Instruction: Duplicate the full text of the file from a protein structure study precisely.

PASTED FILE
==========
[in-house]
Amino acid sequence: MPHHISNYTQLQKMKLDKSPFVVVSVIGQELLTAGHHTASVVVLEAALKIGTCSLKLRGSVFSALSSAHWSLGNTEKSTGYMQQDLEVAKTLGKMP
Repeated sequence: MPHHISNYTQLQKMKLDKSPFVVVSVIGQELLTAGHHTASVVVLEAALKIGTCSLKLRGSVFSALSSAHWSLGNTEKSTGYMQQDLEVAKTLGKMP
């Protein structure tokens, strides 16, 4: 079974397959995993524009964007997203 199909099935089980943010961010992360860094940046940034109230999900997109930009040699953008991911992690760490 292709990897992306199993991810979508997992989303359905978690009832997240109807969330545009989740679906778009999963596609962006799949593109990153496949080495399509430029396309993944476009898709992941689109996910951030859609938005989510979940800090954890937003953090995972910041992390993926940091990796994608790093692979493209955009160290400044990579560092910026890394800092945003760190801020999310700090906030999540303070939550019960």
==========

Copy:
[in-house]
Amino acid sequence: MPHHISNYTQLQKMKLDKSPFVVVSVIGQELLTAGHHTASVVVLEAALKIGTCSLKLRGSVFSALSSAHWSLGNTEKSTGYMQQDLEVAKTLGKMP
Repeated sequence: MPHHISNYTQLQKMKLDKSPFVVVSVIGQELLTAGHHTASVVVLEAALKIGTCSLKLRGSVFSALSSAHWSLGNTEKSTGYMQQDLEVAKTLGKMP
């Protein structure tokens, strides 16, 4: 079974397959995993524009964007997203 199909099935089980943010961010992360860094940046940034109230999900997109930009040699953008991911992690760490 292709990897992306199993991810979508997992989303359905978690009832997240109807969330545009989740679906778009999963596609962006799949593109990153496949080495399509430029396309993944476009898709992941689109996910951030859609938005989510979940800090954890937003953090995972910041992390993926940091990796994608790093692979493209955009160290400044990579560092910026890394800092945003760190801020999310700090906030999540303070939550019960």